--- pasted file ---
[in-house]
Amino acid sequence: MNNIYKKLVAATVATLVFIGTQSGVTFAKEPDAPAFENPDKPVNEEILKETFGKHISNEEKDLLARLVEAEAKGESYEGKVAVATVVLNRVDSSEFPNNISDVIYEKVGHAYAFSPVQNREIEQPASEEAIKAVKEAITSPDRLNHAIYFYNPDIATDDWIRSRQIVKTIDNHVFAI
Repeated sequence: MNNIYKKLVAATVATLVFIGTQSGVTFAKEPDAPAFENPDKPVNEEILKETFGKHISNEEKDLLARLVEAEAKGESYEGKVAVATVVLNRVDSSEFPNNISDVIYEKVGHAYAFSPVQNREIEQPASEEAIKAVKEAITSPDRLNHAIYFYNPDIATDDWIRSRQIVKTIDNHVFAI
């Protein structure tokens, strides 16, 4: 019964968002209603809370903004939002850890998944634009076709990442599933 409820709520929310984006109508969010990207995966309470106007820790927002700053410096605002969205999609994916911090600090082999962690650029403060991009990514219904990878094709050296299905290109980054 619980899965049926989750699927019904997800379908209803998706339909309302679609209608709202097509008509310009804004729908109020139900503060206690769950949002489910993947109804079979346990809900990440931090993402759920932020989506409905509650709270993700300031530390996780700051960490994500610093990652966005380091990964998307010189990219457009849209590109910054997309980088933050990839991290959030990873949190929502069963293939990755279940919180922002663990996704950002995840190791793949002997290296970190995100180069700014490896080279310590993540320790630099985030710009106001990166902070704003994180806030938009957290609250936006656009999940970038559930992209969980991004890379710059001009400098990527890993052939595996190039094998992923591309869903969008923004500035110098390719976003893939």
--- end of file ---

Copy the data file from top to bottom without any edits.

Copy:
[in-house]
Amino acid sequence: MNNIYKKLVAATVATLVFIGTQSGVTFAKEPDAPAFENPDKPVNEEILKETFGKHISNEEKDLLARLVEAEAKGESYEGKVAVATVVLNRVDSSEFPNNISDVIYEKVGHAYAFSPVQNREIEQPASEEAIKAVKEAITSPDRLNHAIYFYNPDIATDDWIRSRQIVKTIDNHVFAI
Repeated sequence: MNNIYKKLVAATVATLVFIGTQSGVTFAKEPDAPAFENPDKPVNEEILKETFGKHISNEEKDLLARLVEAEAKGESYEGKVAVATVVLNRVDSSEFPNNISDVIYEKVGHAYAFSPVQNREIEQPASEEAIKAVKEAITSPDRLNHAIYFYNPDIATDDWIRSRQIVKTIDNHVFAI
């Protein structure tokens, strides 16, 4: 019964968002209603809370903004939002850890998944634009076709990442599933 409820709520929310984006109508969010990207995966309470106007820790927002700053410096605002969205999609994916911090600090082999962690650029403060991009990514219904990878094709050296299905290109980054 619980899965049926989750699927019904997800379908209803998706339909309302679609209608709202097509008509310009804004729908109020139900503060206690769950949002489910993947109804079979346990809900990440931090993402759920932020989506409905509650709270993700300031530390996780700051960490994500610093990652966005380091990964998307010189990219457009849209590109910054997309980088933050990839991290959030990873949190929502069963293939990755279940919180922002663990996704950002995840190791793949002997290296970190995100180069700014490896080279310590993540320790630099985030710009106001990166902070704003994180806030938009957290609250936006656009999940970038559930992209969980991004890379710059001009400098990527890993052939595996190039094998992923591309869903969008923004500035110098390719976003893939």